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There are several options for your forehand grip. For example, Roger Federer uses what is called an eastern grip while Nadal uses a full western grip. This comes down to personal preference but most recreational players who have good forehands use an eastern to semi-western grip. Below you’ll learn how to find the best Tennis forehand grip for you.
This is probably the most common Tennis forehand grip. Lots of pros use the eastern forehand grip. It allows for a good combination of power and spin on your forehand. To try the eastern grip, lay your dominant hand out with your palm facing up. Then, lay the racquet in your hand with the strings facing up. Close your hand around the grip, and you’ve got the eastern grip for your forehand. Your palm should be on the side of the grip when you are in ready position – strings facing to the side.
The Semi-Western grip is the next most common forehand grip in tennis. If you want to see a great version check out Andy Murray who has one of the best semi-western forehands in the biz. If you’re looking for more spin than an eastern grip, then this might be the best fit for you. How do you know you’re using a semi-western grip? Start with you’re palm on the right side of the grip, like you have an eastern grip. Then rotate your palm one-eighth of the way around the racquet, towards the bottom of the grip. We find it to be the go-to grip for beginner Tennis players still developing their groundstrokes.
The full western grip is a difficult grip to use for recreational or beginners tennis players. Although it is used by Rafael Nadal and other pros, you need to play a lot of tennis to use this grip because it requires excellent timing and precision. This grip will provide the most spin however, so once you master it, it will serve you well. To grip the racquet with a full western grip, hold the racquet with your left hand at the neck of the racquet with your strings facing down. Grip the side of the racquet. When you make contact with the ball on your forehand using a full western grip, your hand will be under the racquet with your palm facing up. It is awkward for most players, so we don’t usually recommend it, unless it’s a natural motion for you.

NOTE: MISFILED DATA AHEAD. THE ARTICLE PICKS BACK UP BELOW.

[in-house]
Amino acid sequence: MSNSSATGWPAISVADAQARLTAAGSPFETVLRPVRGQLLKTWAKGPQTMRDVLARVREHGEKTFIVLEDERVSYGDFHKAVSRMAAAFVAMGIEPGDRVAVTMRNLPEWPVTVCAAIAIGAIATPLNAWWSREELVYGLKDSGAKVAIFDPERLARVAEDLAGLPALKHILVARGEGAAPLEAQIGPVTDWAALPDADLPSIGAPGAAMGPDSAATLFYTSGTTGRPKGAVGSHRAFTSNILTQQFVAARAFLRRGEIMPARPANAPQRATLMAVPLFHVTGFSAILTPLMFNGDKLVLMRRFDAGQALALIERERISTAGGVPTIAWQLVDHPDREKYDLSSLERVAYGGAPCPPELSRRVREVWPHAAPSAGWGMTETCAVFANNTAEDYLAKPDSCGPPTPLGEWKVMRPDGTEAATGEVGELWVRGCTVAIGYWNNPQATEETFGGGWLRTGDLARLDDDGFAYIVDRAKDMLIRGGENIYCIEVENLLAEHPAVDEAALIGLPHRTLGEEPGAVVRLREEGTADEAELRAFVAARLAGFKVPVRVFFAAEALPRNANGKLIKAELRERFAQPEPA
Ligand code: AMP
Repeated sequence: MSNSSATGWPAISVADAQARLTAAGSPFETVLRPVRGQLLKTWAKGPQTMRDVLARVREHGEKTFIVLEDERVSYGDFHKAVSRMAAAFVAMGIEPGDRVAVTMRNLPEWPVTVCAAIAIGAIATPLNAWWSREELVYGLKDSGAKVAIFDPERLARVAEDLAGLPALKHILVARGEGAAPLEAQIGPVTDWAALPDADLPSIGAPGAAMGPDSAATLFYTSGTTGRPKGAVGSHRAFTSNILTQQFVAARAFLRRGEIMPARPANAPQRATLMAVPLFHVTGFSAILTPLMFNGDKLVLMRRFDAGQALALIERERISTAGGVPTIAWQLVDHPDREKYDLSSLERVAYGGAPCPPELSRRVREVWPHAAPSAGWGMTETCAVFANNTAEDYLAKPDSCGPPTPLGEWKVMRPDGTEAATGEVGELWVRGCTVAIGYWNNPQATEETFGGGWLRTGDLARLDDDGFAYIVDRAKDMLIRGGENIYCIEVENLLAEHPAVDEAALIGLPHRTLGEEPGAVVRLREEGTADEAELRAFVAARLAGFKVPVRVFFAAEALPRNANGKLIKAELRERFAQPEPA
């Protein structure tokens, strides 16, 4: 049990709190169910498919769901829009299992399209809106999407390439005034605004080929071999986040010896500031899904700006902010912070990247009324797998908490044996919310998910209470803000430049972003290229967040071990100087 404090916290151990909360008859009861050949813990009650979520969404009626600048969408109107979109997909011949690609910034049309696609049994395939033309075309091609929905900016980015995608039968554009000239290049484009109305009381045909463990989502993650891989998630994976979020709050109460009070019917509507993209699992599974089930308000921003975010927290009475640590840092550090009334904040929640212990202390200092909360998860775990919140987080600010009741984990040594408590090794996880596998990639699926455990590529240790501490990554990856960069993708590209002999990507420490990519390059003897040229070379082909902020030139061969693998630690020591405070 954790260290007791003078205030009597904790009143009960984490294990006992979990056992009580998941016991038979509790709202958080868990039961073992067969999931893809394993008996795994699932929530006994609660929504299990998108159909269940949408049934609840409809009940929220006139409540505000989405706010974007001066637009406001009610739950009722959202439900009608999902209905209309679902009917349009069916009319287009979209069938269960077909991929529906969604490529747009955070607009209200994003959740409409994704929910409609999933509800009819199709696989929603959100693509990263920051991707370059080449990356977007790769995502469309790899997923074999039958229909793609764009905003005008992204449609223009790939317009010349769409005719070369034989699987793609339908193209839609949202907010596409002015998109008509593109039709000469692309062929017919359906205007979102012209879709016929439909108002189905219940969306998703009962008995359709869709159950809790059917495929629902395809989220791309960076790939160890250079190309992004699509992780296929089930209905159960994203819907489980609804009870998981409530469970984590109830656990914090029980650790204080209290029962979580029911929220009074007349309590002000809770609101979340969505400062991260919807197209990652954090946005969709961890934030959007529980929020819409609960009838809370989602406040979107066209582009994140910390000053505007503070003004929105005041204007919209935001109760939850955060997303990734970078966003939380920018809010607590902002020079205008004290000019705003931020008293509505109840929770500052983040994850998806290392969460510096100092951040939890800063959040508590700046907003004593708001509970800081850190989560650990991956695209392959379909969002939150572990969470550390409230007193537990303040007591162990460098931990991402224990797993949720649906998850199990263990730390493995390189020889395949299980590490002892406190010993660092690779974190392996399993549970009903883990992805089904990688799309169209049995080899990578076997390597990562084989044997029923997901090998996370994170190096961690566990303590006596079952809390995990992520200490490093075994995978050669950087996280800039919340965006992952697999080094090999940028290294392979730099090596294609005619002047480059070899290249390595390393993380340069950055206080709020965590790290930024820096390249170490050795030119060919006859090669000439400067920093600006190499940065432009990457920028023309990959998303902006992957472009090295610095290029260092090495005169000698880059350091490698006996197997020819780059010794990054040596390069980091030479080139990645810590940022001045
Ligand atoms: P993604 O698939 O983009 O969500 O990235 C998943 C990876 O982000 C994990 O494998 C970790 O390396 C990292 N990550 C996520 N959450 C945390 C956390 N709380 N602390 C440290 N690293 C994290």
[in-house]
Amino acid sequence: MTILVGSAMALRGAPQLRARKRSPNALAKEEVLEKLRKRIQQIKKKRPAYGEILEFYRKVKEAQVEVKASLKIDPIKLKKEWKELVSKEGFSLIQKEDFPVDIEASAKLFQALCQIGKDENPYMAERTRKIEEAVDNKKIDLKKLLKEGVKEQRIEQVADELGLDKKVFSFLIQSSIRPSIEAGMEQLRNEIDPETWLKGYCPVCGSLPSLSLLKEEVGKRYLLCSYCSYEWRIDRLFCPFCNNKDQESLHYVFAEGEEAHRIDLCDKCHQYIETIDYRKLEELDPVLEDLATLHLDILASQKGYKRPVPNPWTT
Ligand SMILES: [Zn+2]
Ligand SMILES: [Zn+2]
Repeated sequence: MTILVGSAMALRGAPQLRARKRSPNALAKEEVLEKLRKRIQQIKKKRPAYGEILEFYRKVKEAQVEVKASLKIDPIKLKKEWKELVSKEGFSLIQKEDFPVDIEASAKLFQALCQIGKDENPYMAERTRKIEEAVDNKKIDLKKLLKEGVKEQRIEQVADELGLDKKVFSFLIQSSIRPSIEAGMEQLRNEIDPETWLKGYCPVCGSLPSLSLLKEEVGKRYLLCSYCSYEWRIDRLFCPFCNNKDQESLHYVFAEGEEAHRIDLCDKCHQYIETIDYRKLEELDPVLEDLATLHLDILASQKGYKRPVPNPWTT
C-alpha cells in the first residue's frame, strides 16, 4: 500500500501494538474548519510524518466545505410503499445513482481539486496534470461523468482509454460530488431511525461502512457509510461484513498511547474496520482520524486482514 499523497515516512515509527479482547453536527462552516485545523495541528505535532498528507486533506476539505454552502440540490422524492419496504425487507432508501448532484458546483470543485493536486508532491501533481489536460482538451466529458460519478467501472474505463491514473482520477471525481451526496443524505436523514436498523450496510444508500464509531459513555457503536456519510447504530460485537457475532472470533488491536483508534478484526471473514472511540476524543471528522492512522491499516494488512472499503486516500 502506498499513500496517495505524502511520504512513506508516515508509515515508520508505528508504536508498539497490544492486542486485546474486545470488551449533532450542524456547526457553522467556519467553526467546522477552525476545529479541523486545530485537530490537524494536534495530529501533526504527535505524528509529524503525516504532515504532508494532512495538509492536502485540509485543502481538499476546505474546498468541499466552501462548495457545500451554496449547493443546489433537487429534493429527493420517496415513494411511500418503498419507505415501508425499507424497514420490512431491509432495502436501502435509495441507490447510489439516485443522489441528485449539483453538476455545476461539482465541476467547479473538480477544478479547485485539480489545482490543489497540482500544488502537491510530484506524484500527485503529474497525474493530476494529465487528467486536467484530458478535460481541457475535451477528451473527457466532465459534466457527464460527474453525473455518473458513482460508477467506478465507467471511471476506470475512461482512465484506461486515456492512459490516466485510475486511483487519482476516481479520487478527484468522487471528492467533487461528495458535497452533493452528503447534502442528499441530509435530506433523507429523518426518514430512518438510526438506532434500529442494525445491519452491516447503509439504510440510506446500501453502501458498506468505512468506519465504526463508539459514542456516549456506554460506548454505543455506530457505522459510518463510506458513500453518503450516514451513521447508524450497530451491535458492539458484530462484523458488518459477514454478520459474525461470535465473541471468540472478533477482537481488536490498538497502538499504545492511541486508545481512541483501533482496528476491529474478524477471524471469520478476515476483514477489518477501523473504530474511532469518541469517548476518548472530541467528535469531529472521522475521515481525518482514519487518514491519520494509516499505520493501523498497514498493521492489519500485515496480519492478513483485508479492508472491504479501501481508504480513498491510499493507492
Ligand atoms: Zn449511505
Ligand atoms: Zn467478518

The continental grip is almost never used on forehands in today’s game. It used to be the standard, but as more players developed topspin during the late 20th century, the continental grip died out. It is still used by teaching pros to feed balls, but in match play, you almost never see it. To grip the racquet with a continental grip, grab the neck of the racquet with your right hand. Then slide your hand, without rotating the racquet, all the way down to the grip. If you’re hitting a slice forehand then, the continental grip is a great option. It is also used for volleys and the serve, but not recommended for forehand groundstrokes. So it has very limited capabilities but you might still need to use it so it couldn’t hurt to learn it.
Go out on the court and hit several forehands with each grip to see which one you prefer. Typically a more western grip will result in more topspin while an eastern grip will have more power and be a little flatter ball. We don’t recommend a continental grip or a full western for recreational tennis players. The continental grip doesn’t allow for a lot of topspin on your forehand, so you will struggle to make them consistently. A full western grip does allow for topspin but it does not usually have much power, and it is difficult to time the shot.
You also want to make sure your grip doesn’t slip while you swing. The semi-western or eastern grip for most forehands and we expect it will feel most natural for you as well. Happy gripping!
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